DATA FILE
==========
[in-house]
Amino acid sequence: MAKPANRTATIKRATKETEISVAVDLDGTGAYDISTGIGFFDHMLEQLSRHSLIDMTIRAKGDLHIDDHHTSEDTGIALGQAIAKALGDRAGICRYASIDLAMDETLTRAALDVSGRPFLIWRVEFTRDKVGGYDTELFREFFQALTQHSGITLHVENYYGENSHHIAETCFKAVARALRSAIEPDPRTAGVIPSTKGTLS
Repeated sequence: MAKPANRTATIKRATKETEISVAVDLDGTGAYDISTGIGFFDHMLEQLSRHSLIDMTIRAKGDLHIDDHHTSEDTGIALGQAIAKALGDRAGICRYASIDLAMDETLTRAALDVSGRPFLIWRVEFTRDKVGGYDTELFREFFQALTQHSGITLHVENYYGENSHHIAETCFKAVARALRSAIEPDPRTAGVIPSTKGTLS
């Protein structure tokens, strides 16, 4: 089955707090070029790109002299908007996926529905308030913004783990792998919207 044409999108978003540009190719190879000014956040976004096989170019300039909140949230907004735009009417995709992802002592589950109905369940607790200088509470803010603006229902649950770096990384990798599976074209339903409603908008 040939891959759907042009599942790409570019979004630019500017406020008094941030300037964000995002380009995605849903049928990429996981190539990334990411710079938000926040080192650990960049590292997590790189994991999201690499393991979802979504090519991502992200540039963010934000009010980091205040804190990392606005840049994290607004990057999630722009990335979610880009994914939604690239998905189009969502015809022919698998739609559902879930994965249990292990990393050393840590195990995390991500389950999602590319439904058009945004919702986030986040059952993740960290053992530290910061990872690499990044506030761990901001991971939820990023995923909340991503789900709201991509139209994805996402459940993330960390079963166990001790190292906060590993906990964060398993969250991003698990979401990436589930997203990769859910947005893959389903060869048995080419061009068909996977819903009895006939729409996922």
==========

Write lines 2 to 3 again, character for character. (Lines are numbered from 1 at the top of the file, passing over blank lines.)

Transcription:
Amino acid sequence: MAKPANRTATIKRATKETEISVAVDLDGTGAYDISTGIGFFDHMLEQLSRHSLIDMTIRAKGDLHIDDHHTSEDTGIALGQAIAKALGDRAGICRYASIDLAMDETLTRAALDVSGRPFLIWRVEFTRDKVGGYDTELFREFFQALTQHSGITLHVENYYGENSHHIAETCFKAVARALRSAIEPDPRTAGVIPSTKGTLS
Repeated sequence: MAKPANRTATIKRATKETEISVAVDLDGTGAYDISTGIGFFDHMLEQLSRHSLIDMTIRAKGDLHIDDHHTSEDTGIALGQAIAKALGDRAGICRYASIDLAMDETLTRAALDVSGRPFLIWRVEFTRDKVGGYDTELFREFFQALTQHSGITLHVENYYGENSHHIAETCFKAVARALRSAIEPDPRTAGVIPSTKGTLS